The impacts of falling rigs in North America are having a domino effect along the supply chain, and pressure pumping suppliers are facing what could be an uncertain future as they begin to unveil earnings results.
Drilling rigs are dropping mostly in oilfields, but the impact is being felt in natural gas fields as well. That should mean less demand for completion services like sand used for pressure pumping. However, operators last year began to pump up their use of proppants, sand and ceramics, to squeeze more reserves from shale and tight resources (see Shale Daily, Nov. 12, 2014).
On Thursday, Helmerich & Payne, one of the biggest onshore drilling contractors, and proppant provider Carbo Ceramics Inc. will issue their results. Earnings season for the onshore exploration and production (E&P) sector gets underway in the next week. It should be a tell all for where land drillers/pressure pumpers are headed over the next two years. The "big three" oilfield services (OFS) companies, Schlumberger Ltd., Halliburton Co. and Baker Hughes Inc., cut their views for 2015 and all three indicated they are working with E&Ps on pricing.
Robert W. Baird & Co. analyst Ethan Bellamy expects spot market prices and demand for sand to "decline substantially" this year. "The longer oil prices remain low, the worse the pricing environment will be for sand suppliers."
Hydraulic fracturing (fracking) technology is expected to mitigate the slowing growth for proppants among the larger operators, however. Moody's Investors Service credit analysts said the largest onshore operators, which include U.S. Silica and Fairmount Santrol, are well positioned to weather softening demand in part because they also sell into the industrial, specialty and recreation end markets. In addition, they've got more reach, i.e., terminals serving the basins where the drilling is happening, which gives them the competitive edge.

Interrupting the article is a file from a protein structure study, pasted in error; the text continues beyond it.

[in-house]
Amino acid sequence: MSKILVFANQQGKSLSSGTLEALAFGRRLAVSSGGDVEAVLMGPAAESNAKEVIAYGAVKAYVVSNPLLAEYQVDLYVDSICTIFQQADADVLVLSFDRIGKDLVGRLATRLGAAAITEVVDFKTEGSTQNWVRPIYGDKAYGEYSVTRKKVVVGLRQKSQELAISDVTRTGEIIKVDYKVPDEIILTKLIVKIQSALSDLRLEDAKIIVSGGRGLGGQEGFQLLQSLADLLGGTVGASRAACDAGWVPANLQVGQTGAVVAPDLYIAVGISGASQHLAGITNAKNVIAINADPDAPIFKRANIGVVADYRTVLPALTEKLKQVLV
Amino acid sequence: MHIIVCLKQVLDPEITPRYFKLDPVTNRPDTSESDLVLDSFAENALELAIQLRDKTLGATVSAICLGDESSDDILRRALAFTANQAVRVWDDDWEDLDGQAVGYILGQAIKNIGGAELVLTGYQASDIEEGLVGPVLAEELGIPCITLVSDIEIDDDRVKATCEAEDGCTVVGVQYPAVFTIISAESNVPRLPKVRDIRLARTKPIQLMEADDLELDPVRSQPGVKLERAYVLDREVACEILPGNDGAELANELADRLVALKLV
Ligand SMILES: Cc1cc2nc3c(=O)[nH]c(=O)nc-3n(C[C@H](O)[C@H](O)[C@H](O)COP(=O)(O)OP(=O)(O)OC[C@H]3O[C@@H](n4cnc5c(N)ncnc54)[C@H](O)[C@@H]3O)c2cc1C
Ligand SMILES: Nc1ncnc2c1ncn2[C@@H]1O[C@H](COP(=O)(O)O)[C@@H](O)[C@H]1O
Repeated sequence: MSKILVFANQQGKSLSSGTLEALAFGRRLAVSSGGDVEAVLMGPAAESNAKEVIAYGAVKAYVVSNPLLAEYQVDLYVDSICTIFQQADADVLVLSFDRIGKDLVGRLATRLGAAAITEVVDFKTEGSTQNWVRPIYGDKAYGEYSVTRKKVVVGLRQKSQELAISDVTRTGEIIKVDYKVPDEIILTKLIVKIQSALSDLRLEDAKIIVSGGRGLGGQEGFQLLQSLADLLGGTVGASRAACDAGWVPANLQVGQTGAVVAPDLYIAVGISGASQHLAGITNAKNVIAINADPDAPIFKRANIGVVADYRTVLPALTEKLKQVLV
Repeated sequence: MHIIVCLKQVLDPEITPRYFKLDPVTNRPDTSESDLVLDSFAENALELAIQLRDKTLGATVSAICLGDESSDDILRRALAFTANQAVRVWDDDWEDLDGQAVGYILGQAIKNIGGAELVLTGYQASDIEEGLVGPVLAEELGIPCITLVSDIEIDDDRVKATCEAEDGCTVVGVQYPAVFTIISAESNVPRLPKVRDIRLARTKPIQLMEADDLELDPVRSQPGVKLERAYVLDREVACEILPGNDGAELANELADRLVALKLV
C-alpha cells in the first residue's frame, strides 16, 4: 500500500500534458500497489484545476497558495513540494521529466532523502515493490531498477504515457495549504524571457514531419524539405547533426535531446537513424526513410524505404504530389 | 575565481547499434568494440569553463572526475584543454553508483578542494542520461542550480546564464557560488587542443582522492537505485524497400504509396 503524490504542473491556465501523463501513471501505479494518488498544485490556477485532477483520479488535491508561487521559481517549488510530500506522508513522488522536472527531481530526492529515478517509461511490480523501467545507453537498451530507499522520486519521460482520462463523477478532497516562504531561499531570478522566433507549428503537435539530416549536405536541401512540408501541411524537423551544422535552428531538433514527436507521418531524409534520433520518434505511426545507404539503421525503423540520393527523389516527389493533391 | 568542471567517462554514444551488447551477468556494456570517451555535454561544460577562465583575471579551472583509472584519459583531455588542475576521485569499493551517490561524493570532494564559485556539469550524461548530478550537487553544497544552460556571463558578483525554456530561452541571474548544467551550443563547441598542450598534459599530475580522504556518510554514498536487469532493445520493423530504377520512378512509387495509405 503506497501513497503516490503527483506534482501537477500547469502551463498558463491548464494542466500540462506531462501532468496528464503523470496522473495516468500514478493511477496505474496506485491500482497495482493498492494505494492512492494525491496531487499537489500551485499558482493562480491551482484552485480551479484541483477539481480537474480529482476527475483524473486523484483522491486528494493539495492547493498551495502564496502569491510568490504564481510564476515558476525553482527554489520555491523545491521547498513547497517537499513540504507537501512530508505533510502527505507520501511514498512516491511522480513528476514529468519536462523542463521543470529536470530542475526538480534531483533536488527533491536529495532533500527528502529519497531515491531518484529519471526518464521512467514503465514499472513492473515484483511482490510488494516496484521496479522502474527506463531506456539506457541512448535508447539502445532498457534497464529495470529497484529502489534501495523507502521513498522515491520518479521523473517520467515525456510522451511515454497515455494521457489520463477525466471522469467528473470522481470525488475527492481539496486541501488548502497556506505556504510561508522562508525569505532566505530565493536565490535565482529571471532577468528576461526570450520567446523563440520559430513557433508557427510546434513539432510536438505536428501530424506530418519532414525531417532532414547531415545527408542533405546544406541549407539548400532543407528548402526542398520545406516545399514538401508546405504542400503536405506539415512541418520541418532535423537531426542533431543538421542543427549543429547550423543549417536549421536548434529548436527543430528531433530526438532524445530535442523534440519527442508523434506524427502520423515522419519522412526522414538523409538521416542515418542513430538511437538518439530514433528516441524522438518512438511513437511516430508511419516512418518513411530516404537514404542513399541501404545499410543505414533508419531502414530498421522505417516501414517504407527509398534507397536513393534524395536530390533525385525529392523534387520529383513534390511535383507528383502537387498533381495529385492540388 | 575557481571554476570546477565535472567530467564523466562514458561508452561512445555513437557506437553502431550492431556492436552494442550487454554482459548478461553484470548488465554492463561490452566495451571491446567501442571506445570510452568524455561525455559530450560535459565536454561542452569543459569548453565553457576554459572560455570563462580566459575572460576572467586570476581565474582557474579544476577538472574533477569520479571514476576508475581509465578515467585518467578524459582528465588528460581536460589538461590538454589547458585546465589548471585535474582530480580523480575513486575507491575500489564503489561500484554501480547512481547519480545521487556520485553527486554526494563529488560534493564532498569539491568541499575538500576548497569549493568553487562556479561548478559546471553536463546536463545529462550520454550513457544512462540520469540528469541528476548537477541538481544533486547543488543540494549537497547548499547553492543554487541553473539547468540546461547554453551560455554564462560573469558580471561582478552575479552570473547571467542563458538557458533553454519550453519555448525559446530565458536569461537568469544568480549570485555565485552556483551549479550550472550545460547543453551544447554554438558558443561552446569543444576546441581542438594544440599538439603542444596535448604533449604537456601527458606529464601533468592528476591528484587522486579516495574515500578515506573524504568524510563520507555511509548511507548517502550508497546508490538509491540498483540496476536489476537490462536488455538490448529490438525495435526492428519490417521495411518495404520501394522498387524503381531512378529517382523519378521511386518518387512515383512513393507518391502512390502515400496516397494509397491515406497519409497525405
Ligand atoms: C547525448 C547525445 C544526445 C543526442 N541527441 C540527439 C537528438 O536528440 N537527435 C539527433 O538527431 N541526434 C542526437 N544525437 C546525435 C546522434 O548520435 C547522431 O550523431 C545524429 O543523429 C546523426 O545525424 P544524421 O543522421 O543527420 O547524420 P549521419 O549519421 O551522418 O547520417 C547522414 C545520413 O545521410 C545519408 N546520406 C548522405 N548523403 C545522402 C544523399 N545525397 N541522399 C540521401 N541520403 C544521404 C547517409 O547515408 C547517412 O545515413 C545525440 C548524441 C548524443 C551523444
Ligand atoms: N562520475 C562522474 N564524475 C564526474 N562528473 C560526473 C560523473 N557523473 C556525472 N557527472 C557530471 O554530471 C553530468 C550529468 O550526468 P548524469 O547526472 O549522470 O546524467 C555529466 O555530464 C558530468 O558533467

Moody's Senior Credit Officer Karen Nickerson said the earnings of proppant companies "are at high risk following the severe decline in oil prices in the latter half of 2014 because these companies generate substantial revenue, and in some cases all of their revenue, from oil and gas end markets...The degree of earnings decline will depend largely on where prices level out."
If oil prices were to come back to Moody's base-case assumptions, which are $75-80/bbl, earnings would be "modestly" impacted, Nickerson said. If prices were to remain close to or below Moody's stress assumption, which is $60, "we expect contract volume and prices to be renegotiated, resulting in a meaningful decline in 2015 earnings for proppant providers."
The outlook for OFS is dimmer today than it was less than two months ago. The U.S. rig count continues to decline, and as of this week, it appears to be trending toward a fall of as much as 40% by the second half of 2015, according to Tudor, Pickering, Holt & Co. (TPH).
Analysts at the Houston firm cut their estimates on Monday for the OFS sector for the second time in six weeks, setting a median reduction of 20% for 2015 earnings estimates. They reduced 2016 estimates by 16%.
"We’ve been very open that our underlying assumptions were headed lower," the TPH team said of the sector. Access to outside capital from high yield/equity markets "could make for a stronger" 2016, but they don't count on that yet. "The depth of this activity contraction makes swinging for the fences in oil services hard."
The spread between Baker Hughes and RigData rig counts on reported activity reductions continues to slide, TPH noted. TPH uses RigData for its weekly roundup, and it is showing the U.S. count down more than 500 since its peak last fall, off 25%, with 500 falling in the past two months alone. Directional rigs are about the same level they were two months ago, but horizontal rigs are falling in tandem with verticals now, down about 45% in six weeks, according to TPH.